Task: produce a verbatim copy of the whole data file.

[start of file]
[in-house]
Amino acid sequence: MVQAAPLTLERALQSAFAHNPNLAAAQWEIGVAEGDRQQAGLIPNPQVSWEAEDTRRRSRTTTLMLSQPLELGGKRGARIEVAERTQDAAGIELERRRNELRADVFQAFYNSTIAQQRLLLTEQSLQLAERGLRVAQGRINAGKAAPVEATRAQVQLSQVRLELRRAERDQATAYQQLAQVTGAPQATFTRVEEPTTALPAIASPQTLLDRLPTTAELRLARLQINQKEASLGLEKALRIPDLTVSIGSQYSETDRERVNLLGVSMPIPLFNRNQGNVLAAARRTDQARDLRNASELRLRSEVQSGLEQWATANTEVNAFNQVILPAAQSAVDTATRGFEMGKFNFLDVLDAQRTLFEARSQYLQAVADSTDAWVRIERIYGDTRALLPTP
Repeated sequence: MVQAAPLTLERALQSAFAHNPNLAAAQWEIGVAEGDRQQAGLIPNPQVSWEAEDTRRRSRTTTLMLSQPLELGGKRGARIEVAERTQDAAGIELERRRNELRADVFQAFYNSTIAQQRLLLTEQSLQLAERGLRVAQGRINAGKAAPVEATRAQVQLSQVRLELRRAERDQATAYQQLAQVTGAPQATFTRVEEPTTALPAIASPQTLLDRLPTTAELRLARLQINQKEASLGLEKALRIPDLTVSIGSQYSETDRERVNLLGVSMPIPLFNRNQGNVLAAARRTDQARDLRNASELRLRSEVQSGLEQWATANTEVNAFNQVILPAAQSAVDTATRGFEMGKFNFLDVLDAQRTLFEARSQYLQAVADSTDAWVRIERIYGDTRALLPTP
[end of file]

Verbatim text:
[in-house]
Amino acid sequence: MVQAAPLTLERALQSAFAHNPNLAAAQWEIGVAEGDRQQAGLIPNPQVSWEAEDTRRRSRTTTLMLSQPLELGGKRGARIEVAERTQDAAGIELERRRNELRADVFQAFYNSTIAQQRLLLTEQSLQLAERGLRVAQGRINAGKAAPVEATRAQVQLSQVRLELRRAERDQATAYQQLAQVTGAPQATFTRVEEPTTALPAIASPQTLLDRLPTTAELRLARLQINQKEASLGLEKALRIPDLTVSIGSQYSETDRERVNLLGVSMPIPLFNRNQGNVLAAARRTDQARDLRNASELRLRSEVQSGLEQWATANTEVNAFNQVILPAAQSAVDTATRGFEMGKFNFLDVLDAQRTLFEARSQYLQAVADSTDAWVRIERIYGDTRALLPTP
Repeated sequence: MVQAAPLTLERALQSAFAHNPNLAAAQWEIGVAEGDRQQAGLIPNPQVSWEAEDTRRRSRTTTLMLSQPLELGGKRGARIEVAERTQDAAGIELERRRNELRADVFQAFYNSTIAQQRLLLTEQSLQLAERGLRVAQGRINAGKAAPVEATRAQVQLSQVRLELRRAERDQATAYQQLAQVTGAPQATFTRVEEPTTALPAIASPQTLLDRLPTTAELRLARLQINQKEASLGLEKALRIPDLTVSIGSQYSETDRERVNLLGVSMPIPLFNRNQGNVLAAARRTDQARDLRNASELRLRSEVQSGLEQWATANTEVNAFNQVILPAAQSAVDTATRGFEMGKFNFLDVLDAQRTLFEARSQYLQAVADSTDAWVRIERIYGDTRALLPTP